Fully analyzing this situation in a game-theoretic sense could get quite complicated if one modeled ease of shipping directly to final market countries as an uncertain parameter. It might involve something akin to the winner’s curse in auction theory, in which if country A is the only country that concludes legalizing is a good idea, it might infer from that fact that it has misjudged the key parameter (Steiglitz 2007).
As a final note: when contemplating whether Honduras would prefer hosting commercial drug exporting over being drug-industry free, one has to think about the pros and cons not only for the country as a whole, but also ask the question from the perspective of the elite who hold the political power. The policy interests of the public may not align with those of the elite, and within the elite, policy preferences of the corrupt elite could differ from those of the law-abiding elite.
Response of Source Countries
If one or more transshipment countries legalized, that might make legalization more appealing for a producer. Shipping cocaine from a legal producer to another country that had legalized would not involve any criminal activity or violence, and legalizing production would drive the crime and illegality out of the production sector. Also, one might expect the severity retribution from the international community to be smaller for the second country that legalized than for the first. Again, legalization would likely appeal most to the smaller producer countries (e.g., Bolivia), than to a larger country with a more diversified economy (e.g., Colombia) which might care more about international relations.
Let us presume that if a transshipment country legalized, then at least one source country would also do so. Whether anticipation of that response affects the transshipment country’s incentives depends on whether the source country would want to host the exporting end of illegal cargo shipments. If not, then Honduras would continue to have substantial illegal income. But if yes, then criminal exporters in Honduras might face competitive pressure from criminal exporters in Bolivia/Brazil; physical distance matters relatively little given the light weight of drugs and use of commercial transport.
Now, even if Honduras anticipated that a subsequent Bolivian legalization would cut Honduras out of the business of distributing partially-legalized cocaine, that might not lead Honduras to rue a decision to legalize first, since Honduras would still be rid of the plague of international trafficking of illegal drugs. Indeed, under certain preference orderings, it might make sense for Honduras to legalize even if it would dislike hosting an export industry precisely because it would anticipate Bolivia’s subsequently driving that Honduran enterprise out of business. But it does underscore that making a lot of money in the re-export business could be hard; if re-export is profitable, it would probably also be appealing to export directly from the producer nations after they legalized.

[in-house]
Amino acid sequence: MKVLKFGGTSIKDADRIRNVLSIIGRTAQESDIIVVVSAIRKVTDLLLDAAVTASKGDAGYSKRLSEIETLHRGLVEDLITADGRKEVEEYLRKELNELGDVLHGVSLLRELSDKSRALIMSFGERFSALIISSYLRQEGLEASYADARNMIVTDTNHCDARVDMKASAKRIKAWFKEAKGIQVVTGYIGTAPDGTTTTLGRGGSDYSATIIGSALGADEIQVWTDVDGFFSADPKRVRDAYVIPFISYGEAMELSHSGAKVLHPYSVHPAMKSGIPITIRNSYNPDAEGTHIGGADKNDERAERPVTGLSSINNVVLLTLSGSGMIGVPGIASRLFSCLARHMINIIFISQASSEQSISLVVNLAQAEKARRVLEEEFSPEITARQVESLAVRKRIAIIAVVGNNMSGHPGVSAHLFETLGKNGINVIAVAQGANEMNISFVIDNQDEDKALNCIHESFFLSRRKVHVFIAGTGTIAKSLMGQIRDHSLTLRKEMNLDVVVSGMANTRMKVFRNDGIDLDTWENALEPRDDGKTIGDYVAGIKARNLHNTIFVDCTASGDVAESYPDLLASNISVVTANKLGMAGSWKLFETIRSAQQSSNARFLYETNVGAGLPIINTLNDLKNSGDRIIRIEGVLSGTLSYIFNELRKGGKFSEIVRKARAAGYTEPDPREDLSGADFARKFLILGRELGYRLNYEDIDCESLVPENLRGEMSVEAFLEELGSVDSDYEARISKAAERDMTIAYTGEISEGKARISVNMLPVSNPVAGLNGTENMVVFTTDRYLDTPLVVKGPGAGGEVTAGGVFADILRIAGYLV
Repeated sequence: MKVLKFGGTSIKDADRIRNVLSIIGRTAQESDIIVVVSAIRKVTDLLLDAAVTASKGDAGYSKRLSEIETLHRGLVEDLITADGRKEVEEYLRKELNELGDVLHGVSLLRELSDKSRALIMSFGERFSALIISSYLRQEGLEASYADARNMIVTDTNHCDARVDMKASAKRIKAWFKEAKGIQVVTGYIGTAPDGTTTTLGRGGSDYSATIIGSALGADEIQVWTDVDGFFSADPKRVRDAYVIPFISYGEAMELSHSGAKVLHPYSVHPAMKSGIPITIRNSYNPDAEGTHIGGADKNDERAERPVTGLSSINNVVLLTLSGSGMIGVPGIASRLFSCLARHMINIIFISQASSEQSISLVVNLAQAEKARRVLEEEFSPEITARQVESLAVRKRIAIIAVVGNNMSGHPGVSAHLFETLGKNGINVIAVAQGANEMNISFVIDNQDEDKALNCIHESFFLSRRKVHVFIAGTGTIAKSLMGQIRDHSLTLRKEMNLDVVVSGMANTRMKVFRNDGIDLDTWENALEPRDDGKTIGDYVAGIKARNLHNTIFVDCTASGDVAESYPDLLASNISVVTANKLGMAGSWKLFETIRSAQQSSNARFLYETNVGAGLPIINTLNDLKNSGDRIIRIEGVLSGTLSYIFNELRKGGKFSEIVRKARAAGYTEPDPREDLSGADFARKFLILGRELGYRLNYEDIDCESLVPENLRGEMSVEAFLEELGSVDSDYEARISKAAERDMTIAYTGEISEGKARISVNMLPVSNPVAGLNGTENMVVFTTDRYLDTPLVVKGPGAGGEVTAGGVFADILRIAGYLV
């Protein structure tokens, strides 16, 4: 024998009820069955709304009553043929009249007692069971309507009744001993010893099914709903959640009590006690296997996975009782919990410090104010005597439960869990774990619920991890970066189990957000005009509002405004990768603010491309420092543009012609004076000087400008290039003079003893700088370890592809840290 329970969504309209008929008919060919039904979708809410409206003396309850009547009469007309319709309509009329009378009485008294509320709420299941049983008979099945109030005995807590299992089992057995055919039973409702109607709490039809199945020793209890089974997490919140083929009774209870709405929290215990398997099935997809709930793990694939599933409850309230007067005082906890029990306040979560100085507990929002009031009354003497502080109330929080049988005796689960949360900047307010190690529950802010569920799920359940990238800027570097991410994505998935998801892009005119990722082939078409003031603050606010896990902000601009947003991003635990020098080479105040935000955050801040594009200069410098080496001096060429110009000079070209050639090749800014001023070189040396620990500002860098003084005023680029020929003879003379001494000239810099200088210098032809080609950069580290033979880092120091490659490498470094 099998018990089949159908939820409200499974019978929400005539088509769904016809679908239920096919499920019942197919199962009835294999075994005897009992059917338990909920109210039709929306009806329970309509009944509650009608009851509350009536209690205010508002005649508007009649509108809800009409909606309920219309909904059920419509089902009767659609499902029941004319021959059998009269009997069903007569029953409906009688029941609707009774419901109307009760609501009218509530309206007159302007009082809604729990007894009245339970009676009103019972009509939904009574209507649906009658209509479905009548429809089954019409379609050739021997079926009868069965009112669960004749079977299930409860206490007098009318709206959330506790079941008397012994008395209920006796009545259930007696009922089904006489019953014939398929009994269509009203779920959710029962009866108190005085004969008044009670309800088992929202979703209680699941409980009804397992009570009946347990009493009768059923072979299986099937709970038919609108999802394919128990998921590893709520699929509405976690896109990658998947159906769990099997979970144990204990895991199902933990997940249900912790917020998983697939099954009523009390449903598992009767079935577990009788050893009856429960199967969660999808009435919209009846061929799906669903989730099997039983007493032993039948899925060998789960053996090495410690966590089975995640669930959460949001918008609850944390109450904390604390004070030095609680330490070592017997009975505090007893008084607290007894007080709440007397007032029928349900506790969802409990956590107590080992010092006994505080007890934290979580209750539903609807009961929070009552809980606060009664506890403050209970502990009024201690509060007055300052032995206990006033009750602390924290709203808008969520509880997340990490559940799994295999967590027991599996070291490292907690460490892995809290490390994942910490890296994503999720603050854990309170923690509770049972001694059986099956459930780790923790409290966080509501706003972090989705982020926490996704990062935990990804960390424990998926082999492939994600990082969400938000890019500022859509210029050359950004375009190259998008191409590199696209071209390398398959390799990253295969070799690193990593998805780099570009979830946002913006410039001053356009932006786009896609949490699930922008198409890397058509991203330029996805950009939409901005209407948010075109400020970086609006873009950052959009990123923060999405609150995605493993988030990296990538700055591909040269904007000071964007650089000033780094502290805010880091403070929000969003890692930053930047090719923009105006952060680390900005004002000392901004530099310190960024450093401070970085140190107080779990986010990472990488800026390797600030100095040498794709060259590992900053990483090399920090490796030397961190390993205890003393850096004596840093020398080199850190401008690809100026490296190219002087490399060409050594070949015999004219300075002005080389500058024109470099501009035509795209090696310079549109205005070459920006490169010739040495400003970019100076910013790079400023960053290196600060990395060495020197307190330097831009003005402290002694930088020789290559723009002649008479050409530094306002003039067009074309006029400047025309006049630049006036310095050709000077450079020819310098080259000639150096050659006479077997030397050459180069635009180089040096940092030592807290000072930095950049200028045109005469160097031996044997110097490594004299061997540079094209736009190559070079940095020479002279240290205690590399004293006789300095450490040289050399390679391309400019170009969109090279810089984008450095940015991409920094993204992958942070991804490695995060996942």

The Perspective of Final Market Countries
To the extent that final market countries like the status quo, their principal strategy ought to be threatening harsh punishment for whichever country legalizes the cocaine industry first. If no country legalizes first, then no country legalizes, and the status quo is preserved. It is not entirely clear how to operationalize this concept; the days when the major powers felt free to invade recalcitrant Latin American nations have long since passed, and bellicose threats are hardly conducive to warm relations in the interim. Most realistically, the first-mover might face massive economic sanctions with palpable political, social, and economic effects (particularly if it is a small and relatively weak country like Bolivia), and its strength would depend on how easily it could evade the sanctions by trade – licit or illicit – with neighbors. Arguably the United States has done an outstanding job of cultivating a reputation for being a bully precisely in this regard; however, it may actually have little bite with which to back up its bark if a Latin American nation were to call its bluff. Plus the ability and/or desire to bully has been substantially undermined now that four U.S. states have legalized a commercial marijuana industry (Kilmer 2015; Kleiman 2015).
Suppose, for whatever reasons, the final market countries concluded that they could no longer deter a first-mover from legalizing. Do they care who moves first? Again, consider two cases, depending on whether a country that legalized could ship directly to a final market country.
If the United States could deter direct shipment, then cocaine would still be routed through Mexico and, for better or for worse, the United States would largely succeed in perpetuating the status quo. Mexican DTOs would be able to source the drugs at a somewhat lower price, but that might be of little consequence since even today the price DTOs pay to obtain their supplies is a tiny fraction of the retail price in the United States (Caulkins and Reuter 2010).
The outcome for Europe and Russia might be quite different because of the different geography. It is not so difficult for cloak and dagger smugglers to transport cocaine from Colombia up through Central America to Mexico; none of the hops exceeds the cruising range of general aviation aircraft or semi-submersible submarines. So it does not matter much whether cloak and dagger smuggling starts in Colombia or Mexico. That is not at all the case for the EU’s near-neighbors to the east. When the cocaine industry is legal at the origin, it might become very inexpensive to ship containers to a destination where officials are corruptible. And with all due apologies to those offended by this statement, countries like Belarus, Moldova, Ukraine, and Albania score abysmally on standard assessments of levels of corruption. So it is plausible – though far from certain – that if any one nation legalizes, that could have a bigger effect on European (and Russian) cocaine markets, than it does on U.S. markets. So logically those countries ought to be barking alongside the United States to deter any first-mover. Russia has partially embraced that role, but the Western and Central European nations have not. Conversely, under this theory – that it is easier to penetrate a prohibitionist market across a land border – West African nations ought to cheer on legalization in South America if that ends up cutting them out of the supply chain.